Developing an Awareness
One of the widely researched and proven methods of successfully dealing with stressors and changing your perception of what is stressful to you is Mindfulness training.
Mindfulness was developed in 1976 by John Kabat-Zinn in Massachusetts General Hospital. He developed an 8-week program called Mindfulness Based Stress Reduction (MBSR), rooted in Buddhist meditation—but stripped of its religious aspects, to help cancer patients relate to their pain and subsequent stress differently.
The program was a great success and has been adapted to support people with all sorts of stress, from work and parenting to anxiety and depression, with great and scientifically underpinned success.
The definition of Mindfulness is learning to pay attention, on purpose, in the present moment, without judgment. Through different forms of meditation, you can develop an ability to pay attention to bodily sensations, thoughts, emotions and feelings. Ultimately, people discover that meditation in and of itself is a relaxing experience, allowing the stressed body to purposely relax.
More importantly, they find their relationship to things that used to trigger stress, changes. By getting back in touch with their bodies, they notice when their stress response system is triggered and how often their perception is the root cause to why mostly neutral events trigger stress. They are able to change their perception and become triggered less often to experience stress.
Practical Tips for Breaking with the Work Stress Cycle
• Taking Breaks During the Work Day
Take breaks of 15 minutes or longer three times a day during work where you purposely relax, allowing the stress hormones to come down. Ideally, this rhythm breaks your work schedule in 3 equal parts.
• Eat Well
Eat a healthy diet with plenty of fresh fruits and vegetables. Don't skip a meal, especially breakfast. Drink plenty of water, limit alcohol, caffeine or sugary drinks.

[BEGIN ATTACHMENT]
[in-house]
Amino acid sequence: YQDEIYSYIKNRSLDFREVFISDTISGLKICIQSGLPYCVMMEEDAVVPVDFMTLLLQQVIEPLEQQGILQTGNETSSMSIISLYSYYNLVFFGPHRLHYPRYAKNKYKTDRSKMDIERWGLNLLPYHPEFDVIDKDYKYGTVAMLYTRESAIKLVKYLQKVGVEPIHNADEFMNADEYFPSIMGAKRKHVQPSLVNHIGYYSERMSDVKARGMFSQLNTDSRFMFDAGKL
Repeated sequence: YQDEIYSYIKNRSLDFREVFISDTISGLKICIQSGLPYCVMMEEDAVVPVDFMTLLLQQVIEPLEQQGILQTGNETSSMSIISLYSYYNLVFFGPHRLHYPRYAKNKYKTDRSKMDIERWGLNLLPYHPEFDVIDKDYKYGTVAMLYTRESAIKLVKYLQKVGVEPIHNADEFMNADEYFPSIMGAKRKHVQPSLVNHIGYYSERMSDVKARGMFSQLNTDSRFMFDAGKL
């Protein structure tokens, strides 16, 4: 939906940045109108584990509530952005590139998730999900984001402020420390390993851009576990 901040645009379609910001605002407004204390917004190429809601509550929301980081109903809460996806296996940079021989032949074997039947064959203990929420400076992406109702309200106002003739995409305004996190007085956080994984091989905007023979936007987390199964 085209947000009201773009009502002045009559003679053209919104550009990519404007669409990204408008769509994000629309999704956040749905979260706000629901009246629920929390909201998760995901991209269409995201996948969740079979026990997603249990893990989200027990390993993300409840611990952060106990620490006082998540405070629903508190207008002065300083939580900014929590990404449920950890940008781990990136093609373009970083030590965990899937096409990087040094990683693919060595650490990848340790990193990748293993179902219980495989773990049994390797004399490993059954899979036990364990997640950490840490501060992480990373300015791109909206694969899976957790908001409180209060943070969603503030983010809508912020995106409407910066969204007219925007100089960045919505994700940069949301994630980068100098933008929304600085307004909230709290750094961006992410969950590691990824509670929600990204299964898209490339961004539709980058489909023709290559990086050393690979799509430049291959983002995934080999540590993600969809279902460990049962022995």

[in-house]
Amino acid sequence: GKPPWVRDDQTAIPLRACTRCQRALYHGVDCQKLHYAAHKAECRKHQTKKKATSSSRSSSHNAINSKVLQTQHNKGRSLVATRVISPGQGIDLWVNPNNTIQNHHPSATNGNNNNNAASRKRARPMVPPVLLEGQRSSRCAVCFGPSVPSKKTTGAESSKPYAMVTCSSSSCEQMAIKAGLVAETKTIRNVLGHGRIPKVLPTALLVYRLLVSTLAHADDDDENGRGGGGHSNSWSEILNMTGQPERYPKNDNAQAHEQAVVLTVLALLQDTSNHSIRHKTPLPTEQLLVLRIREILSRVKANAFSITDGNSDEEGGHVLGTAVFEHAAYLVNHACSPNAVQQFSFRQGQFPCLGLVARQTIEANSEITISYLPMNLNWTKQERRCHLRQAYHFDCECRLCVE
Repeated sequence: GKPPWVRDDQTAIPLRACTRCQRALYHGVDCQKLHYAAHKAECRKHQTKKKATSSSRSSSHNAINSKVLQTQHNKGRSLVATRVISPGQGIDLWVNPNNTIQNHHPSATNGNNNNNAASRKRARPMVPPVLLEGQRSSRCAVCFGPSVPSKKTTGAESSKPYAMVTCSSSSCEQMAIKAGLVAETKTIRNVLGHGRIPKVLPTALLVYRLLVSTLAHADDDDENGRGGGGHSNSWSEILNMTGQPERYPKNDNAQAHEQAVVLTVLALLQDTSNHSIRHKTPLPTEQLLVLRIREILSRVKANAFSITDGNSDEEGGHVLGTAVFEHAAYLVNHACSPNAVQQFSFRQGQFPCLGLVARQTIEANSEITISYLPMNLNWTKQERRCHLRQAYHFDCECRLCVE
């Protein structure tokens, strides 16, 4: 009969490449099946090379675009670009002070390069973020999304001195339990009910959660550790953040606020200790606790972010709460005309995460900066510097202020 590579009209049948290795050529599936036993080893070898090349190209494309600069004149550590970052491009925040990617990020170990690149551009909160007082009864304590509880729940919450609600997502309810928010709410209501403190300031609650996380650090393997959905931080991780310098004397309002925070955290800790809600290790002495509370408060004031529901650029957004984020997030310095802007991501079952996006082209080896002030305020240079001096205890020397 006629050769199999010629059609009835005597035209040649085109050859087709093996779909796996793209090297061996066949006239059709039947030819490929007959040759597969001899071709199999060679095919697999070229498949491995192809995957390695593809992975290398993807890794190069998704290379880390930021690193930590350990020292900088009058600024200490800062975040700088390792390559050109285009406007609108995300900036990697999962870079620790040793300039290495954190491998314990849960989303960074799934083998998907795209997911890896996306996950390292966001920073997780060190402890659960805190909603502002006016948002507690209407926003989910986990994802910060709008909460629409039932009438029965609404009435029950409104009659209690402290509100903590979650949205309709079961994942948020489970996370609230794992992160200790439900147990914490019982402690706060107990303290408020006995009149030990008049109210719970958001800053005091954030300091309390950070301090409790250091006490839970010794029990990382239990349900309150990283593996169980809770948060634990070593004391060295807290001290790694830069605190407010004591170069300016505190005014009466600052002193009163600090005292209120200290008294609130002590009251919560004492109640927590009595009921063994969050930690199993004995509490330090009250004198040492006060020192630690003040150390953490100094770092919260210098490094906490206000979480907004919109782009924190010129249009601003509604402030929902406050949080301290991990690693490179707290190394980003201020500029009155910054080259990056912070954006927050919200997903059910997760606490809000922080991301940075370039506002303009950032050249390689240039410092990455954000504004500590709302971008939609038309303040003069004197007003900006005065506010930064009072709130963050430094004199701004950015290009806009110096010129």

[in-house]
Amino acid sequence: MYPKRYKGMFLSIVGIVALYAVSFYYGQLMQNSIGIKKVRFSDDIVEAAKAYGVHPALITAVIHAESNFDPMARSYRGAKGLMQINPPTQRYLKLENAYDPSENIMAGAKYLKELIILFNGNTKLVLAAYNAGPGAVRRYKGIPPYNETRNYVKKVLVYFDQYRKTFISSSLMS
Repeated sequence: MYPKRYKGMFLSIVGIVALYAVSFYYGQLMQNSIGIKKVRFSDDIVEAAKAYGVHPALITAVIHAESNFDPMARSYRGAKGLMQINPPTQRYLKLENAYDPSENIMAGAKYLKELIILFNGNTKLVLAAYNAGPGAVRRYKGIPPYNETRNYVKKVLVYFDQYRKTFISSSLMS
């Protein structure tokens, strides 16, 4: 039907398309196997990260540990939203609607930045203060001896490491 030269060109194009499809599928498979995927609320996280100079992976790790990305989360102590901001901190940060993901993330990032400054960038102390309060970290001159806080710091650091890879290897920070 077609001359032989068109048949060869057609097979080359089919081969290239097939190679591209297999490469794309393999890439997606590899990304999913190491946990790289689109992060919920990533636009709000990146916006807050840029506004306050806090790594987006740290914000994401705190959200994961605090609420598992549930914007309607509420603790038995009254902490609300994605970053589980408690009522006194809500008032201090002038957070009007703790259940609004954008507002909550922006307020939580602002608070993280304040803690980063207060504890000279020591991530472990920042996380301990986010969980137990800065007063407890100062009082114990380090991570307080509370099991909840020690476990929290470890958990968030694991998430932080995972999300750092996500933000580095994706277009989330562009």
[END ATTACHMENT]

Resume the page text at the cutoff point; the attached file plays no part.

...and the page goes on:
• Jogging/Cardiovascular Exercise
Regular exercise boosts the production of "feel-good chemical" endorphins and serotonin in your body and is a way of speeding up the flush of stress hormones—your body can at least physically fight or flee now! But don't overdo it! After 45 minutes, rigorous exercise can actually put more stress on an already stressed out body, so keep it short and sweet.
Meditating for 15 minutes is all it takes for the body to regain balance after stress. So instead of the waiting one to two hours for your body to return to the balance stage, you can press the 'reset button' of your stress system through meditating. One way to try this is by focusing on the breath: bringing awareness to all the physical sensations with each in- and outbreath at the belly. Letting go of thoughts as soon as you notice them, and retuning to the breath, time and time again. It can help to count each breath to deepen concentration. Set a timer on your phone for 15 minutes and try it.
Fifteen minutes of deep breathing, where you make sure each out-breathe is twice as long as the in-breathe (for example: 3 seconds in, 6 seconds out). You can do this at your desk or while taking a walk, just so long as you focus purposely on your breathing that way.
• Positive Thinking/Happiness Journaling
Take time each day to sit and note at least 5 moments and or people that gave you joy that day. Try conjuring them up, reliving them, and feeling grateful for them. Positive Psychologist Sonja Lyubomirsky researched this technique and found it to be the most effective way to increase happiness by up to 40% in people's lives after doing this practice for over 6 weeks.